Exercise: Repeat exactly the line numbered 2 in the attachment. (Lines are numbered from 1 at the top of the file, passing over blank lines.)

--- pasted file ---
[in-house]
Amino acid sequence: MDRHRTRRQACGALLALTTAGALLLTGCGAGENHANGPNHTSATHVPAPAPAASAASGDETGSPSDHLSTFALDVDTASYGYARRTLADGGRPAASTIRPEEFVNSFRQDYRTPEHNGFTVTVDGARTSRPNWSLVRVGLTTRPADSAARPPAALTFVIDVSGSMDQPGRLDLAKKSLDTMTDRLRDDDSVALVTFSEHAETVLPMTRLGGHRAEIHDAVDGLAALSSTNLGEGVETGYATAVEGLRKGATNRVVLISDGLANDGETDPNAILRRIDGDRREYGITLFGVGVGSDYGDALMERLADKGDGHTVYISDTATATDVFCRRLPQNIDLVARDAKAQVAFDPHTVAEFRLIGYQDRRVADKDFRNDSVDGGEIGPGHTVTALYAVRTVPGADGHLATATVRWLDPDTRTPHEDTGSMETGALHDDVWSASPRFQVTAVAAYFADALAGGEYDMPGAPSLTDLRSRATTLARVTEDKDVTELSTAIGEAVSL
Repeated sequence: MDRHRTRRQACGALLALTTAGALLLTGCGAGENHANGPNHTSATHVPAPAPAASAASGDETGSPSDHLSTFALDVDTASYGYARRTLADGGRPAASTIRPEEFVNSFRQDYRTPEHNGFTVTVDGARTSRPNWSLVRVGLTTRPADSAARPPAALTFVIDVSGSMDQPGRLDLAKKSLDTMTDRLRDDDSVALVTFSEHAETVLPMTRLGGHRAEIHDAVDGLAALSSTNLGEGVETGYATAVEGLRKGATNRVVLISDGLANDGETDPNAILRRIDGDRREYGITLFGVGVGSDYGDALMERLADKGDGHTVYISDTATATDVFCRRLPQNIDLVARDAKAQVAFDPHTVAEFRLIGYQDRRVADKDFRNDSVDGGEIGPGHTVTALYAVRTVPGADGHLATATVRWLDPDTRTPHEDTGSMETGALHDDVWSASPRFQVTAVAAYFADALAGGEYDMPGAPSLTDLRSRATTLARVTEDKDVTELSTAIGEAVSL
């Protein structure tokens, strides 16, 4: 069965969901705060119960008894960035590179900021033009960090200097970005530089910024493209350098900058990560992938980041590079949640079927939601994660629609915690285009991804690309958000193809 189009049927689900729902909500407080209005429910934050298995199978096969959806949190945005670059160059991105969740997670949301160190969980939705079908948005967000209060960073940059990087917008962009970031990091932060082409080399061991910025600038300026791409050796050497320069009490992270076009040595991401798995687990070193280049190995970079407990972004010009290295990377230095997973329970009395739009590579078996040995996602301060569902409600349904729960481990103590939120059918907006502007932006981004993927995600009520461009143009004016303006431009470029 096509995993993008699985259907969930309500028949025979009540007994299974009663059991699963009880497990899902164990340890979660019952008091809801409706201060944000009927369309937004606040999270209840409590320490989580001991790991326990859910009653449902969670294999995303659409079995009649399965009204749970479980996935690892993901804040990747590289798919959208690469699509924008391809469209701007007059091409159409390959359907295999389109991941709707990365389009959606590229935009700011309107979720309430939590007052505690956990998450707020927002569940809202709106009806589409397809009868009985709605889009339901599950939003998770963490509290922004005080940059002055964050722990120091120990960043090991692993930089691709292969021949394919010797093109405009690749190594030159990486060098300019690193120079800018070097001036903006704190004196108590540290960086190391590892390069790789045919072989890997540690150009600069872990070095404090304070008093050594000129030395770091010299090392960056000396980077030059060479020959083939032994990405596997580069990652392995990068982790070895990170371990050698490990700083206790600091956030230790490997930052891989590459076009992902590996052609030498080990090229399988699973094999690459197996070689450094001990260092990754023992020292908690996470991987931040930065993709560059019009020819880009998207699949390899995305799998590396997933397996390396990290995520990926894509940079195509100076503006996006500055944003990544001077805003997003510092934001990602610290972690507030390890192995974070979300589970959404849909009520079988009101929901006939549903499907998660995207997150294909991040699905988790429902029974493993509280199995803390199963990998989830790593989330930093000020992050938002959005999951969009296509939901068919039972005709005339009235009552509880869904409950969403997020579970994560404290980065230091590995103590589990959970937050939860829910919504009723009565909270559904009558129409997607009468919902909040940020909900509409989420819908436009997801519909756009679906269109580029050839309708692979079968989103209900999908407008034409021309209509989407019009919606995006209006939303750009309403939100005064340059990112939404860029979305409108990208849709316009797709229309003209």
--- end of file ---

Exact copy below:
Amino acid sequence: MDRHRTRRQACGALLALTTAGALLLTGCGAGENHANGPNHTSATHVPAPAPAASAASGDETGSPSDHLSTFALDVDTASYGYARRTLADGGRPAASTIRPEEFVNSFRQDYRTPEHNGFTVTVDGARTSRPNWSLVRVGLTTRPADSAARPPAALTFVIDVSGSMDQPGRLDLAKKSLDTMTDRLRDDDSVALVTFSEHAETVLPMTRLGGHRAEIHDAVDGLAALSSTNLGEGVETGYATAVEGLRKGATNRVVLISDGLANDGETDPNAILRRIDGDRREYGITLFGVGVGSDYGDALMERLADKGDGHTVYISDTATATDVFCRRLPQNIDLVARDAKAQVAFDPHTVAEFRLIGYQDRRVADKDFRNDSVDGGEIGPGHTVTALYAVRTVPGADGHLATATVRWLDPDTRTPHEDTGSMETGALHDDVWSASPRFQVTAVAAYFADALAGGEYDMPGAPSLTDLRSRATTLARVTEDKDVTELSTAIGEAVSL